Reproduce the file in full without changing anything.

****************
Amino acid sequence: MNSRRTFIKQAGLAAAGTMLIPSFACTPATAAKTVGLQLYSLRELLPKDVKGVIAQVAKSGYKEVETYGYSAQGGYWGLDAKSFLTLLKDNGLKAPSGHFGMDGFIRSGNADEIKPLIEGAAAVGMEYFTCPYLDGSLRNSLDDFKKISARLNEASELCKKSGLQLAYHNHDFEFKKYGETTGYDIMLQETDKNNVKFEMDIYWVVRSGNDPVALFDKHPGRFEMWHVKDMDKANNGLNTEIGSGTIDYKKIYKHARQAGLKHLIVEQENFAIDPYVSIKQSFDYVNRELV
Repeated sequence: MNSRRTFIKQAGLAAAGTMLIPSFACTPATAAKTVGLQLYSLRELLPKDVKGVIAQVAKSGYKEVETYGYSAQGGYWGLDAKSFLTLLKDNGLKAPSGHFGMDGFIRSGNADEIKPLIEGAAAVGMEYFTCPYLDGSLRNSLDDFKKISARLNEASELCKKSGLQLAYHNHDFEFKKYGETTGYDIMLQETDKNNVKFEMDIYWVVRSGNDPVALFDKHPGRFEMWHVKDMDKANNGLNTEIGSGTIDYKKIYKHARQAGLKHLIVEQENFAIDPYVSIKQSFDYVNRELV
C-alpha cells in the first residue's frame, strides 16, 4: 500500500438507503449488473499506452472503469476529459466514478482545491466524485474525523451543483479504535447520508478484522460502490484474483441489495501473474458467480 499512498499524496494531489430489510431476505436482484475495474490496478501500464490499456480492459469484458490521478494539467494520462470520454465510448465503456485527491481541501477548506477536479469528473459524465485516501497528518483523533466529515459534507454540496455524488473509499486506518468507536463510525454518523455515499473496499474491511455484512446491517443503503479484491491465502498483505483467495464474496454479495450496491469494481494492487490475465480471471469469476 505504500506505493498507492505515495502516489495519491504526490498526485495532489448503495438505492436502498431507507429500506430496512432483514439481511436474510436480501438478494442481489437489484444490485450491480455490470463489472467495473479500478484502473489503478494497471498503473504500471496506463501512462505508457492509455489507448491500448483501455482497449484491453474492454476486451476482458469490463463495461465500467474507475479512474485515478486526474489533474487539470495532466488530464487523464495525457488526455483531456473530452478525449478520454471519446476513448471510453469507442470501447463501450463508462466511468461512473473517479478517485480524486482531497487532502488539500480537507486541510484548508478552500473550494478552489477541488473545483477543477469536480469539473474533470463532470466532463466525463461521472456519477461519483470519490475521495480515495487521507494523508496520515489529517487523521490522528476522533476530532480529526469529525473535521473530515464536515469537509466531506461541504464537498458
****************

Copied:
Amino acid sequence: MNSRRTFIKQAGLAAAGTMLIPSFACTPATAAKTVGLQLYSLRELLPKDVKGVIAQVAKSGYKEVETYGYSAQGGYWGLDAKSFLTLLKDNGLKAPSGHFGMDGFIRSGNADEIKPLIEGAAAVGMEYFTCPYLDGSLRNSLDDFKKISARLNEASELCKKSGLQLAYHNHDFEFKKYGETTGYDIMLQETDKNNVKFEMDIYWVVRSGNDPVALFDKHPGRFEMWHVKDMDKANNGLNTEIGSGTIDYKKIYKHARQAGLKHLIVEQENFAIDPYVSIKQSFDYVNRELV
Repeated sequence: MNSRRTFIKQAGLAAAGTMLIPSFACTPATAAKTVGLQLYSLRELLPKDVKGVIAQVAKSGYKEVETYGYSAQGGYWGLDAKSFLTLLKDNGLKAPSGHFGMDGFIRSGNADEIKPLIEGAAAVGMEYFTCPYLDGSLRNSLDDFKKISARLNEASELCKKSGLQLAYHNHDFEFKKYGETTGYDIMLQETDKNNVKFEMDIYWVVRSGNDPVALFDKHPGRFEMWHVKDMDKANNGLNTEIGSGTIDYKKIYKHARQAGLKHLIVEQENFAIDPYVSIKQSFDYVNRELV
C-alpha cells in the first residue's frame, strides 16, 4: 500500500438507503449488473499506452472503469476529459466514478482545491466524485474525523451543483479504535447520508478484522460502490484474483441489495501473474458467480 499512498499524496494531489430489510431476505436482484475495474490496478501500464490499456480492459469484458490521478494539467494520462470520454465510448465503456485527491481541501477548506477536479469528473459524465485516501497528518483523533466529515459534507454540496455524488473509499486506518468507536463510525454518523455515499473496499474491511455484512446491517443503503479484491491465502498483505483467495464474496454479495450496491469494481494492487490475465480471471469469476 505504500506505493498507492505515495502516489495519491504526490498526485495532489448503495438505492436502498431507507429500506430496512432483514439481511436474510436480501438478494442481489437489484444490485450491480455490470463489472467495473479500478484502473489503478494497471498503473504500471496506463501512462505508457492509455489507448491500448483501455482497449484491453474492454476486451476482458469490463463495461465500467474507475479512474485515478486526474489533474487539470495532466488530464487523464495525457488526455483531456473530452478525449478520454471519446476513448471510453469507442470501447463501450463508462466511468461512473473517479478517485480524486482531497487532502488539500480537507486541510484548508478552500473550494478552489477541488473545483477543477469536480469539473474533470463532470466532463466525463461521472456519477461519483470519490475521495480515495487521507494523508496520515489529517487523521490522528476522533476530532480529526469529525473535521473530515464536515469537509466531506461541504464537498458